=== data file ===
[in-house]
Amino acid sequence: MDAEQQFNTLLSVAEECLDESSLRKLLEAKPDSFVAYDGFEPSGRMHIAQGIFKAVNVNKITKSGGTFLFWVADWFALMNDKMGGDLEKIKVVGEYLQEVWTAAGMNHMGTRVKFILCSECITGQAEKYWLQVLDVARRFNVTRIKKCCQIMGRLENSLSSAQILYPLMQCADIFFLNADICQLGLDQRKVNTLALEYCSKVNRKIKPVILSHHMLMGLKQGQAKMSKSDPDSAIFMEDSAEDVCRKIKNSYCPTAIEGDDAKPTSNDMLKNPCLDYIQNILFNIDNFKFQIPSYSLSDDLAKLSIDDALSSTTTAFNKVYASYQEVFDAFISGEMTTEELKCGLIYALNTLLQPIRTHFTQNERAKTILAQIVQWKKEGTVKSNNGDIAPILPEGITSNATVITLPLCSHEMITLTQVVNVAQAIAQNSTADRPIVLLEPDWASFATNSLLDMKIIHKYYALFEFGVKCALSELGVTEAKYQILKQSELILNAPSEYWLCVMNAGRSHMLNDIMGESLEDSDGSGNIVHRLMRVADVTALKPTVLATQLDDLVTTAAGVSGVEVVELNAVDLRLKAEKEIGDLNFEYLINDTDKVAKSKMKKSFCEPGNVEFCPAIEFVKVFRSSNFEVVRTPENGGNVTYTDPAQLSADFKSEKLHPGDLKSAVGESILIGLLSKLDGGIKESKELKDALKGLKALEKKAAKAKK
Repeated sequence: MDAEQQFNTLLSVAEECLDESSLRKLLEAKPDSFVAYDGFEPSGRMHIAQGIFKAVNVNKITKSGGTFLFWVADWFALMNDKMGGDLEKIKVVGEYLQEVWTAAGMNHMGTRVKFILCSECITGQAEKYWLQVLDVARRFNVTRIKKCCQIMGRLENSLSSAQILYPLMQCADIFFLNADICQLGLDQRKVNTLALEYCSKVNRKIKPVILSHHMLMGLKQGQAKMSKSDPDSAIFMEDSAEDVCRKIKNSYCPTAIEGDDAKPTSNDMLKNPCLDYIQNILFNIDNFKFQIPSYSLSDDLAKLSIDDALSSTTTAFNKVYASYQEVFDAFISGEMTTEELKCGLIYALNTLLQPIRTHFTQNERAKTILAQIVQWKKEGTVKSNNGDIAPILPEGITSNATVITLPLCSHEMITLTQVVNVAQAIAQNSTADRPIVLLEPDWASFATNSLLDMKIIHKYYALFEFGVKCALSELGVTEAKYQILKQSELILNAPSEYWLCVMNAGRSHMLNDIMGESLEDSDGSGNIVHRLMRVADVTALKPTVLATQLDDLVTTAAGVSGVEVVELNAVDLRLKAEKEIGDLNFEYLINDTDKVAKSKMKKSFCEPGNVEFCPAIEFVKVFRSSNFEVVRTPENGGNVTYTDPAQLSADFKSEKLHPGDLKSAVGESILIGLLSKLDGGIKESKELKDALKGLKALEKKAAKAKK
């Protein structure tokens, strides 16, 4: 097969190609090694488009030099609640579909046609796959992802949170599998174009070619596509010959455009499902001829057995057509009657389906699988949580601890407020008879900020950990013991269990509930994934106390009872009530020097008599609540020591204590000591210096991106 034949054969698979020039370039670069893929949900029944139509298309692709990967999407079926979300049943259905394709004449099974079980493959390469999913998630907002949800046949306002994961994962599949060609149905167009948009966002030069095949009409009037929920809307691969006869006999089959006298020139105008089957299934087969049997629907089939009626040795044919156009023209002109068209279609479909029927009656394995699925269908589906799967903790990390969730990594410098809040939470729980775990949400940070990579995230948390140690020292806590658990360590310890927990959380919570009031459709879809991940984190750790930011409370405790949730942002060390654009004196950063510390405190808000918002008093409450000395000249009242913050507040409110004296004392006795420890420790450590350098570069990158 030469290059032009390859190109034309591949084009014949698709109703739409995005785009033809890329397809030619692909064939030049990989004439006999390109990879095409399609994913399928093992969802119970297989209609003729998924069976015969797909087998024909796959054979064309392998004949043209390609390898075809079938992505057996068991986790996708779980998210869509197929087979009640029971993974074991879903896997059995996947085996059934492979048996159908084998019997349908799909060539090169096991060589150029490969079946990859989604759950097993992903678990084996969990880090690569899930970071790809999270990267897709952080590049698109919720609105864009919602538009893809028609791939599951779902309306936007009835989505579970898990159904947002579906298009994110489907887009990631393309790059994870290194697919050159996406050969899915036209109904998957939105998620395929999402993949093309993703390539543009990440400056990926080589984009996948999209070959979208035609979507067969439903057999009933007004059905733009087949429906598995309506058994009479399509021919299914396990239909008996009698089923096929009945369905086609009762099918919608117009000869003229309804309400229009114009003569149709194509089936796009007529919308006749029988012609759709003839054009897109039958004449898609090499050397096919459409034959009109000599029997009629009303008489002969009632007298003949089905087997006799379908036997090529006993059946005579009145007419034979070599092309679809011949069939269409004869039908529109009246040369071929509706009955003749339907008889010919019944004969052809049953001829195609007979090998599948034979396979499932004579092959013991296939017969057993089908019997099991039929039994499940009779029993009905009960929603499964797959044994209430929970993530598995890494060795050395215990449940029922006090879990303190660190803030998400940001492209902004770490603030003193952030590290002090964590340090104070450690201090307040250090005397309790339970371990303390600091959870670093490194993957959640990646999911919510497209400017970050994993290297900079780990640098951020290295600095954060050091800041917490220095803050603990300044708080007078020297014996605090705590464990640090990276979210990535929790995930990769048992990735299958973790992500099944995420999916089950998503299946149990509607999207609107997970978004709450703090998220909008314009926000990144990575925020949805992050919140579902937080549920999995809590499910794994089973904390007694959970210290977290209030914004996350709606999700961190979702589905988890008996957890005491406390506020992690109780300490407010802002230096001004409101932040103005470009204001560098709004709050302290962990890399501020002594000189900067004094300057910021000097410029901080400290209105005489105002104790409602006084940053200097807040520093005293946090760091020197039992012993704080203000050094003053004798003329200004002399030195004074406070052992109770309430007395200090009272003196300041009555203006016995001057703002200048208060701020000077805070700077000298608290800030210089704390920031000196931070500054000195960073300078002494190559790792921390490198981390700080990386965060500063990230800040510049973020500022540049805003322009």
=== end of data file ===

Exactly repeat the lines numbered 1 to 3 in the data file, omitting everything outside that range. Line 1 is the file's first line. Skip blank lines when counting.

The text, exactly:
[in-house]
Amino acid sequence: MDAEQQFNTLLSVAEECLDESSLRKLLEAKPDSFVAYDGFEPSGRMHIAQGIFKAVNVNKITKSGGTFLFWVADWFALMNDKMGGDLEKIKVVGEYLQEVWTAAGMNHMGTRVKFILCSECITGQAEKYWLQVLDVARRFNVTRIKKCCQIMGRLENSLSSAQILYPLMQCADIFFLNADICQLGLDQRKVNTLALEYCSKVNRKIKPVILSHHMLMGLKQGQAKMSKSDPDSAIFMEDSAEDVCRKIKNSYCPTAIEGDDAKPTSNDMLKNPCLDYIQNILFNIDNFKFQIPSYSLSDDLAKLSIDDALSSTTTAFNKVYASYQEVFDAFISGEMTTEELKCGLIYALNTLLQPIRTHFTQNERAKTILAQIVQWKKEGTVKSNNGDIAPILPEGITSNATVITLPLCSHEMITLTQVVNVAQAIAQNSTADRPIVLLEPDWASFATNSLLDMKIIHKYYALFEFGVKCALSELGVTEAKYQILKQSELILNAPSEYWLCVMNAGRSHMLNDIMGESLEDSDGSGNIVHRLMRVADVTALKPTVLATQLDDLVTTAAGVSGVEVVELNAVDLRLKAEKEIGDLNFEYLINDTDKVAKSKMKKSFCEPGNVEFCPAIEFVKVFRSSNFEVVRTPENGGNVTYTDPAQLSADFKSEKLHPGDLKSAVGESILIGLLSKLDGGIKESKELKDALKGLKALEKKAAKAKK
Repeated sequence: MDAEQQFNTLLSVAEECLDESSLRKLLEAKPDSFVAYDGFEPSGRMHIAQGIFKAVNVNKITKSGGTFLFWVADWFALMNDKMGGDLEKIKVVGEYLQEVWTAAGMNHMGTRVKFILCSECITGQAEKYWLQVLDVARRFNVTRIKKCCQIMGRLENSLSSAQILYPLMQCADIFFLNADICQLGLDQRKVNTLALEYCSKVNRKIKPVILSHHMLMGLKQGQAKMSKSDPDSAIFMEDSAEDVCRKIKNSYCPTAIEGDDAKPTSNDMLKNPCLDYIQNILFNIDNFKFQIPSYSLSDDLAKLSIDDALSSTTTAFNKVYASYQEVFDAFISGEMTTEELKCGLIYALNTLLQPIRTHFTQNERAKTILAQIVQWKKEGTVKSNNGDIAPILPEGITSNATVITLPLCSHEMITLTQVVNVAQAIAQNSTADRPIVLLEPDWASFATNSLLDMKIIHKYYALFEFGVKCALSELGVTEAKYQILKQSELILNAPSEYWLCVMNAGRSHMLNDIMGESLEDSDGSGNIVHRLMRVADVTALKPTVLATQLDDLVTTAAGVSGVEVVELNAVDLRLKAEKEIGDLNFEYLINDTDKVAKSKMKKSFCEPGNVEFCPAIEFVKVFRSSNFEVVRTPENGGNVTYTDPAQLSADFKSEKLHPGDLKSAVGESILIGLLSKLDGGIKESKELKDALKGLKALEKKAAKAKK